At least four people were arrested during demonstrations to commemorate the anniversary of the first major clash of Hong Kong’s 2019 anti-government protests.
The arrests were made on Saturday as Hong Kong witnessed muted demonstrations of small and scattered groups.
At about 9:30 pm, police entered Langham Place in Mong Kok after they found about 20 people shouting slogans they said “might breach the national security law”, South China Morning Post reported.
At least three males and one female aged between 15 and 19 were arrested for disorderly conduct in a public place and failing to provide proof of identity as of 11 pm. Ten others were issued summonses for breaching COVID-19 social-distancing rules.
Dozens of officers also cordoned off several streets in the Kowloon neighbourhood and conducted stop-and-searches.
Earlier, hundreds of police officers filled the one-time protest hotspot of Causeway Bay, blocking off streets around the Sogo department store, while others were stationed around the entrances of the three major cross-harbour thoroughfares.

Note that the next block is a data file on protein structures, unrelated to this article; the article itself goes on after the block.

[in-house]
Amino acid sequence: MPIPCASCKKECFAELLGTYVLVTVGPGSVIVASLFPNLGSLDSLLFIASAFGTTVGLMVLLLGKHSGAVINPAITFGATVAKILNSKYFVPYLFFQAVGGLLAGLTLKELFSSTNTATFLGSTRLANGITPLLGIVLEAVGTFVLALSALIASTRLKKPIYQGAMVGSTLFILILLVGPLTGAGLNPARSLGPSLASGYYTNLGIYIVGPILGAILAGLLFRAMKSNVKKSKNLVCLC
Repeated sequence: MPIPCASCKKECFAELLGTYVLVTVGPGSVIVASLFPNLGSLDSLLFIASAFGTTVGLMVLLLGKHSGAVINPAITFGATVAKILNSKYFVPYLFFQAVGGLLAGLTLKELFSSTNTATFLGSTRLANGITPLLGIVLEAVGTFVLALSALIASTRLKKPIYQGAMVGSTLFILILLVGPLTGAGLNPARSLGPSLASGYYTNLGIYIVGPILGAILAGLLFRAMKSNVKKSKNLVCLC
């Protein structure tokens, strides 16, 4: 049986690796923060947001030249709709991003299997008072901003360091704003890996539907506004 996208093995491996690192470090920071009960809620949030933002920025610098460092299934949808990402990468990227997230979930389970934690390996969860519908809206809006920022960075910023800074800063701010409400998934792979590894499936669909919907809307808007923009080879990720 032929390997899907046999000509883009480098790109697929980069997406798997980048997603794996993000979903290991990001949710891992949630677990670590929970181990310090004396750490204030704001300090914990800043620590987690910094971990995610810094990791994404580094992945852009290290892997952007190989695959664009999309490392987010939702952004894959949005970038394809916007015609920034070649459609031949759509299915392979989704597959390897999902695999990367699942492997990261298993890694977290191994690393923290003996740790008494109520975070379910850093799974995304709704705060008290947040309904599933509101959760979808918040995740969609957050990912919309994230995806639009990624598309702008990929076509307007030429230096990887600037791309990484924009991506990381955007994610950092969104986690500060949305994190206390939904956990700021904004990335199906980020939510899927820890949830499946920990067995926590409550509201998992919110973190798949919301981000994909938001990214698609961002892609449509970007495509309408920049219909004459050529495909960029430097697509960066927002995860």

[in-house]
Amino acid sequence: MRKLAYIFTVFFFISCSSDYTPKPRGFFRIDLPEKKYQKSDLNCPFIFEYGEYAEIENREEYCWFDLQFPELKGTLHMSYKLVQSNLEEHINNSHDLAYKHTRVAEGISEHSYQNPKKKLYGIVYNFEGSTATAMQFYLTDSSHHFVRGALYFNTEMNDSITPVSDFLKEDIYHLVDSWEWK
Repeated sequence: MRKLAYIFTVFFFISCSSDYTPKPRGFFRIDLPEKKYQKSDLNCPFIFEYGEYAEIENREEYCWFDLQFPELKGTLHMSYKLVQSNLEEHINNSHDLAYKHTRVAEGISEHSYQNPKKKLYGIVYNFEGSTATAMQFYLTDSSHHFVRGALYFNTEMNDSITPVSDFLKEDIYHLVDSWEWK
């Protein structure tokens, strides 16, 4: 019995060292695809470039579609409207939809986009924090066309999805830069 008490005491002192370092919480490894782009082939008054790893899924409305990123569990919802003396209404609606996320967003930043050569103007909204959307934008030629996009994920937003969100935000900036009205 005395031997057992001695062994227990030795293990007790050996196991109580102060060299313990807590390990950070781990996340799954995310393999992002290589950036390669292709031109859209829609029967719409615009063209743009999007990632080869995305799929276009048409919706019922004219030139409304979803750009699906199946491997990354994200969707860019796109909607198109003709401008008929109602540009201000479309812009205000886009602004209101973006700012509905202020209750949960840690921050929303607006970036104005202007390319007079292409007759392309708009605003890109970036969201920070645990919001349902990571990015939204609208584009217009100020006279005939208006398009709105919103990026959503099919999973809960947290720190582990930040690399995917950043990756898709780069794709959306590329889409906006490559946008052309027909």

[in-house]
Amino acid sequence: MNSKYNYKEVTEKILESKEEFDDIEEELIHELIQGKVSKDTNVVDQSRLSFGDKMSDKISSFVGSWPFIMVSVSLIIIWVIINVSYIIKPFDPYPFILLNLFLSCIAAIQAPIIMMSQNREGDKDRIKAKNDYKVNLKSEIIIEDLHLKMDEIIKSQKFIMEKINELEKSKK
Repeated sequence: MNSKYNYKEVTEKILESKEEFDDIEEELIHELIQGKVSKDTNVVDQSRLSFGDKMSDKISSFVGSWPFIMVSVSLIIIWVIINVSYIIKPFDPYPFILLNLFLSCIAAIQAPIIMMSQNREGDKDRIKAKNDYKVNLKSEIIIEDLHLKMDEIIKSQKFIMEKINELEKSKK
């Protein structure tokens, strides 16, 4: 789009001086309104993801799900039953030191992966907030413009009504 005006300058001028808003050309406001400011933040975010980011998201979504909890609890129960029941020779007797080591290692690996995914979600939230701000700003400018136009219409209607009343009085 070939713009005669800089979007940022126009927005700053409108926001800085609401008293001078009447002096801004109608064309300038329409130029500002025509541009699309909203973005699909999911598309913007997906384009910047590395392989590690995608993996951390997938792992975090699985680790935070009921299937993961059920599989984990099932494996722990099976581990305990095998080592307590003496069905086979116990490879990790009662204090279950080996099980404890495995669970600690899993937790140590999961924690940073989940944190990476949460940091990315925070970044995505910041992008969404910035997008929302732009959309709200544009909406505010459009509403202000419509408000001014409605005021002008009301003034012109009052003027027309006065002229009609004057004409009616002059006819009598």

On June 12, 2019, clashes erupted between police and demonstrators outside the Legislative Council after thousands of people protested against an extradition bill that was scheduled for its second reading in the chamber that day. The legislation was finally withdrawn months later.
The day was the first in which police fired rounds of tear gas and rubber bullets to disperse demonstrators, who had taken over a major thoroughfare, with some radical elements attempting to push their way into the Legco complex in Admiralty and hurling bricks at officers.
The clashes continued until midnight, and the day’s events would later be seen as a major turning point in the anti-government movement.
The pro-China authorities have adopted a heavy-handed approach in Hong Kong and have taken actions against demonstrators.
Meanwhile, the momentum of overseas demonstrations in support of the protest movement remained strong.
In London, crowds of black-clad protesters, including families with children, joined a march and chanted the now-outlawed protest slogan “Liberate Hong Kong; revolution of our times” and “Five Demands, not one less”. (Daily Hunt)